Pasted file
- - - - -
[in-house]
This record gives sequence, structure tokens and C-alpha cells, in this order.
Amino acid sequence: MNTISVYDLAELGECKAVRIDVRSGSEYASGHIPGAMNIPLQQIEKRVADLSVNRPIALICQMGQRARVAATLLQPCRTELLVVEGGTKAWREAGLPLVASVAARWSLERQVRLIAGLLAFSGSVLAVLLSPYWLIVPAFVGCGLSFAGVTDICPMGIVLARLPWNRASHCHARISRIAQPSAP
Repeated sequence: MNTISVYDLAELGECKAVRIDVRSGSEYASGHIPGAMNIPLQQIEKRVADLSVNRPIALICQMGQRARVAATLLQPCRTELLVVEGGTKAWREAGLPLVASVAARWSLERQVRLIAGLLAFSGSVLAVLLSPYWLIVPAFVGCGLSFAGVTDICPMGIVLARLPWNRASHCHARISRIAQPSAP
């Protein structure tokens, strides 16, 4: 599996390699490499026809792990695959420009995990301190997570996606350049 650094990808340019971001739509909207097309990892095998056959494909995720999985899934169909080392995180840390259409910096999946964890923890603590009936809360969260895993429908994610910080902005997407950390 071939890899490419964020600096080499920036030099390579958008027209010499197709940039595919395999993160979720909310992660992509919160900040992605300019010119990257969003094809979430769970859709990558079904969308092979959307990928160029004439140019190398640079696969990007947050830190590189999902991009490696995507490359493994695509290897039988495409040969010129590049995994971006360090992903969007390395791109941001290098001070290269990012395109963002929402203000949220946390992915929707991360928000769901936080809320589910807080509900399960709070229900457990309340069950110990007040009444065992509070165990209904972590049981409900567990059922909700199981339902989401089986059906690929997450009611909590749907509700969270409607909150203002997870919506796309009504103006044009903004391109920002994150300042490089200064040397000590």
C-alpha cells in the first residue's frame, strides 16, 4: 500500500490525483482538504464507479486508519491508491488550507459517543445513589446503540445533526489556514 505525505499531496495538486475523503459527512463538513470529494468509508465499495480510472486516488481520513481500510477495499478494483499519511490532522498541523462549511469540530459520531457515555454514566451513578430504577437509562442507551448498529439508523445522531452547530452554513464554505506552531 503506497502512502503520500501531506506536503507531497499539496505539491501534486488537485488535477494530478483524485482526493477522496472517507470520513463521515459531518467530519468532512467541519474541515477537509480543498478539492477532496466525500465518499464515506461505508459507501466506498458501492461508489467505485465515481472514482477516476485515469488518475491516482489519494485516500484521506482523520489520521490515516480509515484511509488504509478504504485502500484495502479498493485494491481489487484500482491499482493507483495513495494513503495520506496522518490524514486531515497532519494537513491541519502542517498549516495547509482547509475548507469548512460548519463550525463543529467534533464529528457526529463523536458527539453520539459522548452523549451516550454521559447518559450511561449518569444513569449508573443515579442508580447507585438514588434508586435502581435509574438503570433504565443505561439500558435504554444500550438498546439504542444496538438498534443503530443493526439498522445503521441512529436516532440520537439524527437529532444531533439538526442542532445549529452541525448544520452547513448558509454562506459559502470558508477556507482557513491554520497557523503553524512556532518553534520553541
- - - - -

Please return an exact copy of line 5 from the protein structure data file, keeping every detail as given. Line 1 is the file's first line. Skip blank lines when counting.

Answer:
């Protein structure tokens, strides 16, 4: 599996390699490499026809792990695959420009995990301190997570996606350049 650094990808340019971001739509909207097309990892095998056959494909995720999985899934169909080392995180840390259409910096999946964890923890603590009936809360969260895993429908994610910080902005997407950390 071939890899490419964020600096080499920036030099390579958008027209010499197709940039595919395999993160979720909310992660992509919160900040992605300019010119990257969003094809979430769970859709990558079904969308092979959307990928160029004439140019190398640079696969990007947050830190590189999902991009490696995507490359493994695509290897039988495409040969010129590049995994971006360090992903969007390395791109941001290098001070290269990012395109963002929402203000949220946390992915929707991360928000769901936080809320589910807080509900399960709070229900457990309340069950110990007040009444065992509070165990209904972590049981409900567990059922909700199981339902989401089986059906690929997450009611909590749907509700969270409607909150203002997870919506796309009504103006044009903004391109920002994150300042490089200064040397000590």